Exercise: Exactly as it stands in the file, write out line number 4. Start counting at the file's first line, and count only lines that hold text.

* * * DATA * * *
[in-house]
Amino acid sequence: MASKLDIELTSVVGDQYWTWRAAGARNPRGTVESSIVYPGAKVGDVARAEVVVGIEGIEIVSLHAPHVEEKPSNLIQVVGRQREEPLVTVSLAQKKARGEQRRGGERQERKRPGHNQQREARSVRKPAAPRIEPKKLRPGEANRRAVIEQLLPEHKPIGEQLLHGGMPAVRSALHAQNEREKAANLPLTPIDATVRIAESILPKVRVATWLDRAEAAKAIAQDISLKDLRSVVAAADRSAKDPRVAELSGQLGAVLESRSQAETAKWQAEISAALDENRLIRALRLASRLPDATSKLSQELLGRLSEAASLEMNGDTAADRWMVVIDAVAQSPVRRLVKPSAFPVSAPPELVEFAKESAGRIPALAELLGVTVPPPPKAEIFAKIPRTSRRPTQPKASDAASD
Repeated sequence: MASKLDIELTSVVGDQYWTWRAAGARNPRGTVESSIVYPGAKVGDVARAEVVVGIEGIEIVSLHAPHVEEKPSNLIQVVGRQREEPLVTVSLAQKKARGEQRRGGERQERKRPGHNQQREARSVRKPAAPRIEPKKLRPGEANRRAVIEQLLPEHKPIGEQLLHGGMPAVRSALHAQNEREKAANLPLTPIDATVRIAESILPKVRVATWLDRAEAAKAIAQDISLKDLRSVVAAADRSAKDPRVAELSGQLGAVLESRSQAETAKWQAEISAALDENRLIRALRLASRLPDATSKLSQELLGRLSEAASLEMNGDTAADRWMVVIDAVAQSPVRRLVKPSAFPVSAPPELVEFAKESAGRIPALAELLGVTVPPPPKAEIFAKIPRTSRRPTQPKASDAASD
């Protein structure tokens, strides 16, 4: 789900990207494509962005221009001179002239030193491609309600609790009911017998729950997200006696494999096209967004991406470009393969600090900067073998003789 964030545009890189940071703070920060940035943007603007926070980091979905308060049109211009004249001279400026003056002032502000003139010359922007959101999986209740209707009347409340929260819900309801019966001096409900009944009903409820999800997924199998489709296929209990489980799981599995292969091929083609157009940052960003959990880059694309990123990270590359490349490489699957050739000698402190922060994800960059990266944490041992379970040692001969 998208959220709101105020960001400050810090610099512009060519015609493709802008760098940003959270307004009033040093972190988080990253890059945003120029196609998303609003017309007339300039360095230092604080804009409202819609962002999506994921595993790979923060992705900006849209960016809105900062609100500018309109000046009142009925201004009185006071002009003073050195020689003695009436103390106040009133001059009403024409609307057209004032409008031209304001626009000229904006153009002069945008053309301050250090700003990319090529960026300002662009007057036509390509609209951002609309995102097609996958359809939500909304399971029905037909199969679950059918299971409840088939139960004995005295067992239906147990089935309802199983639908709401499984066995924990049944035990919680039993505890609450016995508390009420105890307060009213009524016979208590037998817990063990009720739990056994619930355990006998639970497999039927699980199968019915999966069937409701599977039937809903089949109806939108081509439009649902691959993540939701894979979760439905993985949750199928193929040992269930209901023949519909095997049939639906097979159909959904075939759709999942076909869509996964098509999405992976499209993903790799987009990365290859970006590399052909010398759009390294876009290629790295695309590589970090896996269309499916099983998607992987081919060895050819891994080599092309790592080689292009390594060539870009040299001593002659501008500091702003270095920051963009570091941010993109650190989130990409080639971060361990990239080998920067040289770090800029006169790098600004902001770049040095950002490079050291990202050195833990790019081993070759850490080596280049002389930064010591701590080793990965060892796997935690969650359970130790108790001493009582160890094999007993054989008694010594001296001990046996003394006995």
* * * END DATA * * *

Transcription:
């Protein structure tokens, strides 16, 4: 789900990207494509962005221009001179002239030193491609309600609790009911017998729950997200006696494999096209967004991406470009393969600090900067073998003789 964030545009890189940071703070920060940035943007603007926070980091979905308060049109211009004249001279400026003056002032502000003139010359922007959101999986209740209707009347409340929260819900309801019966001096409900009944009903409820999800997924199998489709296929209990489980799981599995292969091929083609157009940052960003959990880059694309990123990270590359490349490489699957050739000698402190922060994800960059990266944490041992379970040692001969 998208959220709101105020960001400050810090610099512009060519015609493709802008760098940003959270307004009033040093972190988080990253890059945003120029196609998303609003017309007339300039360095230092604080804009409202819609962002999506994921595993790979923060992705900006849209960016809105900062609100500018309109000046009142009925201004009185006071002009003073050195020689003695009436103390106040009133001059009403024409609307057209004032409008031209304001626009000229904006153009002069945008053309301050250090700003990319090529960026300002662009007057036509390509609209951002609309995102097609996958359809939500909304399971029905037909199969679950059918299971409840088939139960004995005295067992239906147990089935309802199983639908709401499984066995924990049944035990919680039993505890609450016995508390009420105890307060009213009524016979208590037998817990063990009720739990056994619930355990006998639970497999039927699980199968019915999966069937409701599977039937809903089949109806939108081509439009649902691959993540939701894979979760439905993985949750199928193929040992269930209901023949519909095997049939639906097979159909959904075939759709999942076909869509996964098509999405992976499209993903790799987009990365290859970006590399052909010398759009390294876009290629790295695309590589970090896996269309499916099983998607992987081919060895050819891994080599092309790592080689292009390594060539870009040299001593002659501008500091702003270095920051963009570091941010993109650190989130990409080639971060361990990239080998920067040289770090800029006169790098600004902001770049040095950002490079050291990202050195833990790019081993070759850490080596280049002389930064010591701590080793990965060892796997935690969650359970130790108790001493009582160890094999007993054989008694010594001296001990046996003394006995």